I got some info from T about what her favorite colors were, and after careful deliberation, I decided to combine them via color-blocking. The idea behind this was that it would, hopefully, help the scarf to go with multiple outfits as she could wear whichever color matches on the front/top of the scarf. She wears red often so the goal was to give her a fun accessory to match.
I was also a little worried with the red once I started working with it. It definitely needed some other colors to tone it down a little bit. It’s like… Violently red.
I really like the fabric made by this stitch so I’m already planning on using it again on a future project. Maybe another version of the scarf, but striped or solid color would be nice! I have so much yarn sitting around, I’m sure I could come up with something. (At that point would it even still be called the “color-block scarf”!?)
I think I still have the project notes for this somewhere so if anyone is interested in having the pattern, leave a comment below and I’ll cobble together a readable pattern from my coded notes! 🙂
(They’re not coded. They’re just chicken scratch and only I can read them.)
I’ll be back in the near future with other yarny news. Thanks for reading! ❤
I’ve been using Ravelry since I started knitting back in 2014, and it’s seriously been a lifesaver. If you haven’t heard of it, Ravelry is a website for people who are into fiber arts. You can log your yarn stash, find patterns, make a list of future projects, keep track of your current or past projects, and connect with other yarny people. It’s really been so helpful for me to have a resource like that to keep track of all these things. I really recommend it. </fangirling>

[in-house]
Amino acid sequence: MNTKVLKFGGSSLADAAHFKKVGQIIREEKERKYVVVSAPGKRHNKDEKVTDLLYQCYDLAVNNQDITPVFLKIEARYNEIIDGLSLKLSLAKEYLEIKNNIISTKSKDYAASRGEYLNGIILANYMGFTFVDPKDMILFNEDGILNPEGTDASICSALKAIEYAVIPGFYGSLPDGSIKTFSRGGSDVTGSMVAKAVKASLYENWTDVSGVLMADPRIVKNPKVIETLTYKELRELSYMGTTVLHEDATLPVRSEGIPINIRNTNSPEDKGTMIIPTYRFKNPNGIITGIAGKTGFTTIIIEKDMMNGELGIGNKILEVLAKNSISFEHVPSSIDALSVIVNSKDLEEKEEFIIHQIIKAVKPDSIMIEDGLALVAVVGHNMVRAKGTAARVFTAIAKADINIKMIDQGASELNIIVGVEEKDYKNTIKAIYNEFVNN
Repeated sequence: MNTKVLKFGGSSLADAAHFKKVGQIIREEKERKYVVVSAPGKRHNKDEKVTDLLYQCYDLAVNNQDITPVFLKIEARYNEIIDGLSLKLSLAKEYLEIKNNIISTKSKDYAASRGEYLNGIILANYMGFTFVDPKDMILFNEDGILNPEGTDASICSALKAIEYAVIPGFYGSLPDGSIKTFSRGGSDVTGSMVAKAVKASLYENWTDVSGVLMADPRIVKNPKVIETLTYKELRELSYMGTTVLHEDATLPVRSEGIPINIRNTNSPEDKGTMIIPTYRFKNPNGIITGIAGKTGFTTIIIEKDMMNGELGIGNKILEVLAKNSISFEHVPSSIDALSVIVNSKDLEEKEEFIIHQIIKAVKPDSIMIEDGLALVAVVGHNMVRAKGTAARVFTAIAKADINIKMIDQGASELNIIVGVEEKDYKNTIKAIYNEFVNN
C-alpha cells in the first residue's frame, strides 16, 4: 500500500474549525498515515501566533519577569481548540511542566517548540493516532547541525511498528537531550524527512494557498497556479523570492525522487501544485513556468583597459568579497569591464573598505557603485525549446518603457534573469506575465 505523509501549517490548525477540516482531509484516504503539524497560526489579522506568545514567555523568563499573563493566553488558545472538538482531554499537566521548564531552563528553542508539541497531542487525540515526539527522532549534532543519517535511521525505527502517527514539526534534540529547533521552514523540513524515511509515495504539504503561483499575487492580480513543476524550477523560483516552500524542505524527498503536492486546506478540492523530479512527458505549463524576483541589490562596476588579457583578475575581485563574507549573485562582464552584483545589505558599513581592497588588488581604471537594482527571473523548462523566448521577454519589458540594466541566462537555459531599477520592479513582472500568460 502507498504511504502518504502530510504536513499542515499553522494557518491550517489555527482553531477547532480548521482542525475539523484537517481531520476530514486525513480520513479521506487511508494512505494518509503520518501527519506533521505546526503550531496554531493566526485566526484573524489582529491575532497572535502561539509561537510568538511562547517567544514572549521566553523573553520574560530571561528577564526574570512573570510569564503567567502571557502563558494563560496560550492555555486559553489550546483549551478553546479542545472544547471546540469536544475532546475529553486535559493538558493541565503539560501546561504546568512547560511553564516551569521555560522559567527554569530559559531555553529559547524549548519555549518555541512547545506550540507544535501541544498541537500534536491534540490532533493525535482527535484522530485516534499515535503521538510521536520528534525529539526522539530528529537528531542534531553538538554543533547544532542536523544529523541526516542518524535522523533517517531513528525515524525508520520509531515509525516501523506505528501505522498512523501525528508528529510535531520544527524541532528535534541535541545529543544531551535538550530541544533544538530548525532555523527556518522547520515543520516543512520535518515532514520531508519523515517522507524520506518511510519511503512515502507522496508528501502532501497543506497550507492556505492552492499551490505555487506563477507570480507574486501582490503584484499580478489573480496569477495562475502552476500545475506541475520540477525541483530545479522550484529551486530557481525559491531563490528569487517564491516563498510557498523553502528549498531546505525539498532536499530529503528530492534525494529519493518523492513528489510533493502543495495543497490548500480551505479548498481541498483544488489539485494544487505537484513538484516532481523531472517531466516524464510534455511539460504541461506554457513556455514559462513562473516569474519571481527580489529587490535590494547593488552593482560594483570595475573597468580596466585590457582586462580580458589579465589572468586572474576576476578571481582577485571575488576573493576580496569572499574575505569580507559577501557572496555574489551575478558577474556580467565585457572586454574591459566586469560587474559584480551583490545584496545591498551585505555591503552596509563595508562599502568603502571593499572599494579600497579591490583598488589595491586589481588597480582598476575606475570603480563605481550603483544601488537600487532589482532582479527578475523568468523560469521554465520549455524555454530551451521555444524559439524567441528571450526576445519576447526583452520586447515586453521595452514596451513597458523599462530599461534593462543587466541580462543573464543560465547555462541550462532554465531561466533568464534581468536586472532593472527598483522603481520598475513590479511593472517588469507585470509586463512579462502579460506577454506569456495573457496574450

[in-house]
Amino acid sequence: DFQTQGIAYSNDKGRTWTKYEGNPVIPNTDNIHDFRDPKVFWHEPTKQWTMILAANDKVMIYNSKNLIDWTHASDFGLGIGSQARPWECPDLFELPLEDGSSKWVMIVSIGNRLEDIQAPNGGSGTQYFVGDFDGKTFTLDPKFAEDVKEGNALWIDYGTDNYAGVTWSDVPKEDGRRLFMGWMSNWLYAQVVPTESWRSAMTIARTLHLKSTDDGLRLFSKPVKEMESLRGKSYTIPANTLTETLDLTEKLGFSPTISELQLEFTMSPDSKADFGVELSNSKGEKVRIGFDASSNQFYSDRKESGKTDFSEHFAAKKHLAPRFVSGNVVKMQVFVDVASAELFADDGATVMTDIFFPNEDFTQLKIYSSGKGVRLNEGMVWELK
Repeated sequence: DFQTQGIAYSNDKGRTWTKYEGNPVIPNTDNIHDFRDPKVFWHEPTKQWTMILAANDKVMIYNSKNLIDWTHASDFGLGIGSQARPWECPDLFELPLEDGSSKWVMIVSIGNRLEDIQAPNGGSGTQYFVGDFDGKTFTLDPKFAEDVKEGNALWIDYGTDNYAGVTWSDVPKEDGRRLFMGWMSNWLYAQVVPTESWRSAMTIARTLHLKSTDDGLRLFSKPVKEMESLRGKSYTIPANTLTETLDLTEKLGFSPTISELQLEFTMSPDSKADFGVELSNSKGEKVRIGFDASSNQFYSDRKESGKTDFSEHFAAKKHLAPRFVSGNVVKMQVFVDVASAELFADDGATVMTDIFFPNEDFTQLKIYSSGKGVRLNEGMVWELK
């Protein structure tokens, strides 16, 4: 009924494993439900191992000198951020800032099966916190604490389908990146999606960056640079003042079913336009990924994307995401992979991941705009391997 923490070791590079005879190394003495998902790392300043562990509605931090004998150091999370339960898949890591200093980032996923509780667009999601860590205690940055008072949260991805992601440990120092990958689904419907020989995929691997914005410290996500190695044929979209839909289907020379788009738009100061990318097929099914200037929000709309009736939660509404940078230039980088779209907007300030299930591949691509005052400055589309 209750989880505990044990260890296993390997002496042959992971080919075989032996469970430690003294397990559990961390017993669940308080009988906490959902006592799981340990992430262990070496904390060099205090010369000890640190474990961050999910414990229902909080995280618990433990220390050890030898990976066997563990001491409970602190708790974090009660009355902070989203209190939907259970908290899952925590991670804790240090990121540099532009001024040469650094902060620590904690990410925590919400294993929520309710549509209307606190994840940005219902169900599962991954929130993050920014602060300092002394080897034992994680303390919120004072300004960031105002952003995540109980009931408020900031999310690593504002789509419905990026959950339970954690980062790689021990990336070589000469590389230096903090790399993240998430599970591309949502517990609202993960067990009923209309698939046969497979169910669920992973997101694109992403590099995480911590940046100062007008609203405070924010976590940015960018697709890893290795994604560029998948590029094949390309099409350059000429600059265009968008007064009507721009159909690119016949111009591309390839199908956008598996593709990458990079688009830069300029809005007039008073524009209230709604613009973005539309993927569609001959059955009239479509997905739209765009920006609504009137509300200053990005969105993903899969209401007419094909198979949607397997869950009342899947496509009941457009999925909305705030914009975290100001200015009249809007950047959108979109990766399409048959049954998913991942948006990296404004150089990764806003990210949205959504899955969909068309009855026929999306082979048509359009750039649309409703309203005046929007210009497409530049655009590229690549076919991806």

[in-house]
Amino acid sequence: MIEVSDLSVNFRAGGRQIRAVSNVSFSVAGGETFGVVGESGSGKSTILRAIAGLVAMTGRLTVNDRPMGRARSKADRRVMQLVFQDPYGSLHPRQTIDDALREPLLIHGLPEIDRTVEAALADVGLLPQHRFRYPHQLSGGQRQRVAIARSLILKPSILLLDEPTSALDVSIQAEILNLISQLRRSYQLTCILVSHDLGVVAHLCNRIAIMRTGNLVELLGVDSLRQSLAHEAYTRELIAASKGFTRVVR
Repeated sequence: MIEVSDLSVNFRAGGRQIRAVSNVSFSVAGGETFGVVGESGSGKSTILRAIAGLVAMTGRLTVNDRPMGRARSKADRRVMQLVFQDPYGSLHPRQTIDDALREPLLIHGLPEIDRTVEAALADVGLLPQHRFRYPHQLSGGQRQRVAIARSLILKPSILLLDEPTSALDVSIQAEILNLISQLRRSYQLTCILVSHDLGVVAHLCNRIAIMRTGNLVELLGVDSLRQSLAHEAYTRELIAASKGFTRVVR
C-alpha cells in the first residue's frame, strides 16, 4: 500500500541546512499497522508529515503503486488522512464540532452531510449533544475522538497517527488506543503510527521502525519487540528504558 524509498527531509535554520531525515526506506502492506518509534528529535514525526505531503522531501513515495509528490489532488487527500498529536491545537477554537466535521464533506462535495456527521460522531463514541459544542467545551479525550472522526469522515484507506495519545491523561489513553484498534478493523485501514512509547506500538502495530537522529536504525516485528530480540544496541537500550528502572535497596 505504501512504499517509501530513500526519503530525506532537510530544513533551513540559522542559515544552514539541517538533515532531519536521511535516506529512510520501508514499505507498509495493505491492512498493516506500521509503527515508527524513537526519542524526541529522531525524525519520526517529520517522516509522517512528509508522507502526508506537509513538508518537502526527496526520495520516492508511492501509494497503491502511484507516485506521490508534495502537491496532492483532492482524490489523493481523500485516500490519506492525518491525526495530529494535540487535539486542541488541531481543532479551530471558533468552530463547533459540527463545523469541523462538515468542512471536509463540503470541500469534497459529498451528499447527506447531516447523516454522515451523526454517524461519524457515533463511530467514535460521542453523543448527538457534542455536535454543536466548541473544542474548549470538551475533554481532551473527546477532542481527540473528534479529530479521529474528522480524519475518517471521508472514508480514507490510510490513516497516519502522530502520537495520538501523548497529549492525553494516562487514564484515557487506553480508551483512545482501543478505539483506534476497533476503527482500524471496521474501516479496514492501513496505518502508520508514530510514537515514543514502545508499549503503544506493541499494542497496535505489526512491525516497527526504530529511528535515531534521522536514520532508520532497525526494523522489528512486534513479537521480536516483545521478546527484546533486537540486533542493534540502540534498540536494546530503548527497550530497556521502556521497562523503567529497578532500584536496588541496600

So why are we talking about Ravelry? I hear you ask. Let me get straight to the point.
In the past few years since I started this blog, I haven’t publicly shared my Ravelry account. I wasn’t hiding it or anything, and several clever readers were able to find me quite easily, but I just hadn’t thought about sharing it. Until today.
So that’s it. I just wanted to share my links with fellow Ravelry users. If you want to check out my current and past projects or my library, feel free to visit my profile page and don’t be afraid to add me, if you’d like! 🙂
For those of you interested in my patterns, you can find my designer page too! I’m actually working on two new patterns right now. One of them will hopefully go up within the next few weeks so keep an eye out for that.
I’ll also be adding some links in the sidebar somewhere so anyone can find me whenever they need to.
Thanks for reading this rather pointless entry. I promise I’ll have something better to talk about next week. 😉
Several years ago, I made some cactuar plushes as Christmas gifts for my brother-in-laws. They were a huge success so I wanted to add on to their growing plush collection this year with another set of iconic Final Fantasy creatures: chocobo!